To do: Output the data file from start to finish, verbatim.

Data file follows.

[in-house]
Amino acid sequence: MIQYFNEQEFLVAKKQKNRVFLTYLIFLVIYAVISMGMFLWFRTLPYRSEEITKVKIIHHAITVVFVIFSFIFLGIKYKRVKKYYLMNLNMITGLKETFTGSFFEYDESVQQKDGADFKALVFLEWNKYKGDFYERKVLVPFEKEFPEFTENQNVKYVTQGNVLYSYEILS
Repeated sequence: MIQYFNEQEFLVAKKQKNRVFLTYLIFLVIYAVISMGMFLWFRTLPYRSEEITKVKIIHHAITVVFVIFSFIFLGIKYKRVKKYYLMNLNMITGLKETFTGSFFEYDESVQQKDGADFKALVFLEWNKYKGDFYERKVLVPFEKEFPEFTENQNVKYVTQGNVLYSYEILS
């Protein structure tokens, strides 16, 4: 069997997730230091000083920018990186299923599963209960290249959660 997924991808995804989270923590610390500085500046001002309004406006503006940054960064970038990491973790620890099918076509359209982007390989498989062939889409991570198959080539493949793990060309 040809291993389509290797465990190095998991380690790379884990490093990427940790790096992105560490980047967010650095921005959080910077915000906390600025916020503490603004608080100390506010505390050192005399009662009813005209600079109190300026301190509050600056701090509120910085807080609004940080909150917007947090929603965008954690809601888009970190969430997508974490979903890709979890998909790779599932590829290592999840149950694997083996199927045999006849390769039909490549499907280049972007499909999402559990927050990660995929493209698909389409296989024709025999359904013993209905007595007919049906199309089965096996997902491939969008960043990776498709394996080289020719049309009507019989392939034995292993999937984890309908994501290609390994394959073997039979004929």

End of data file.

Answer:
[in-house]
Amino acid sequence: MIQYFNEQEFLVAKKQKNRVFLTYLIFLVIYAVISMGMFLWFRTLPYRSEEITKVKIIHHAITVVFVIFSFIFLGIKYKRVKKYYLMNLNMITGLKETFTGSFFEYDESVQQKDGADFKALVFLEWNKYKGDFYERKVLVPFEKEFPEFTENQNVKYVTQGNVLYSYEILS
Repeated sequence: MIQYFNEQEFLVAKKQKNRVFLTYLIFLVIYAVISMGMFLWFRTLPYRSEEITKVKIIHHAITVVFVIFSFIFLGIKYKRVKKYYLMNLNMITGLKETFTGSFFEYDESVQQKDGADFKALVFLEWNKYKGDFYERKVLVPFEKEFPEFTENQNVKYVTQGNVLYSYEILS
């Protein structure tokens, strides 16, 4: 069997997730230091000083920018990186299923599963209960290249959660 997924991808995804989270923590610390500085500046001002309004406006503006940054960064970038990491973790620890099918076509359209982007390989498989062939889409991570198959080539493949793990060309 040809291993389509290797465990190095998991380690790379884990490093990427940790790096992105560490980047967010650095921005959080910077915000906390600025916020503490603004608080100390506010505390050192005399009662009813005209600079109190300026301190509050600056701090509120910085807080609004940080909150917007947090929603965008954690809601888009970190969430997508974490979903890709979890998909790779599932590829290592999840149950694997083996199927045999006849390769039909490549499907280049972007499909999402559990927050990660995929493209698909389409296989024709025999359904013993209905007595007919049906199309089965096996997902491939969008960043990776498709394996080289020719049309009507019989392939034995292993999937984890309908994501290609390994394959073997039979004929």